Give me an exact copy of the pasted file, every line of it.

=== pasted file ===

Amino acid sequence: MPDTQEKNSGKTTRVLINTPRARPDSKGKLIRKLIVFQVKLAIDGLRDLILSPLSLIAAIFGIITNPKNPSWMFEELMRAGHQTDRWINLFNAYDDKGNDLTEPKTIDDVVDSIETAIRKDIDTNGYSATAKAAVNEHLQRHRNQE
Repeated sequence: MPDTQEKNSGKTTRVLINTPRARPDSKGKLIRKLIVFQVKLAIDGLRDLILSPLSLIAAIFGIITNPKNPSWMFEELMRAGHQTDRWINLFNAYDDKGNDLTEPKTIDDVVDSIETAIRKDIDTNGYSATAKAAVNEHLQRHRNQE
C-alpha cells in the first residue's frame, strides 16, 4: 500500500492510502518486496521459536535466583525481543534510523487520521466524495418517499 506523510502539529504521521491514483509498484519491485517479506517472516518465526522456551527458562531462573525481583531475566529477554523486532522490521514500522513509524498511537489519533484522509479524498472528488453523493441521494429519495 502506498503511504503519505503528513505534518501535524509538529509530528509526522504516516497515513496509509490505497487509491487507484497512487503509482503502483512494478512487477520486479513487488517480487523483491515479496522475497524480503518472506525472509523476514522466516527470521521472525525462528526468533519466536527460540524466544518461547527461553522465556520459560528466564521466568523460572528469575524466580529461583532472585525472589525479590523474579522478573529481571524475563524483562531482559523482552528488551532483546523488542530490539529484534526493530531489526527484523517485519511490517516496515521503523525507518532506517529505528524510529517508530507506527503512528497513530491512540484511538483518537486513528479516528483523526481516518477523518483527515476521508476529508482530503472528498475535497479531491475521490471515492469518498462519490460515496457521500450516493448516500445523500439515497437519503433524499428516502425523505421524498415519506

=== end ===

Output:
Amino acid sequence: MPDTQEKNSGKTTRVLINTPRARPDSKGKLIRKLIVFQVKLAIDGLRDLILSPLSLIAAIFGIITNPKNPSWMFEELMRAGHQTDRWINLFNAYDDKGNDLTEPKTIDDVVDSIETAIRKDIDTNGYSATAKAAVNEHLQRHRNQE
Repeated sequence: MPDTQEKNSGKTTRVLINTPRARPDSKGKLIRKLIVFQVKLAIDGLRDLILSPLSLIAAIFGIITNPKNPSWMFEELMRAGHQTDRWINLFNAYDDKGNDLTEPKTIDDVVDSIETAIRKDIDTNGYSATAKAAVNEHLQRHRNQE
C-alpha cells in the first residue's frame, strides 16, 4: 500500500492510502518486496521459536535466583525481543534510523487520521466524495418517499 506523510502539529504521521491514483509498484519491485517479506517472516518465526522456551527458562531462573525481583531475566529477554523486532522490521514500522513509524498511537489519533484522509479524498472528488453523493441521494429519495 502506498503511504503519505503528513505534518501535524509538529509530528509526522504516516497515513496509509490505497487509491487507484497512487503509482503502483512494478512487477520486479513487488517480487523483491515479496522475497524480503518472506525472509523476514522466516527470521521472525525462528526468533519466536527460540524466544518461547527461553522465556520459560528466564521466568523460572528469575524466580529461583532472585525472589525479590523474579522478573529481571524475563524483562531482559523482552528488551532483546523488542530490539529484534526493530531489526527484523517485519511490517516496515521503523525507518532506517529505528524510529517508530507506527503512528497513530491512540484511538483518537486513528479516528483523526481516518477523518483527515476521508476529508482530503472528498475535497479531491475521490471515492469518498462519490460515496457521500450516493448516500445523500439515497437519503433524499428516502425523505421524498415519506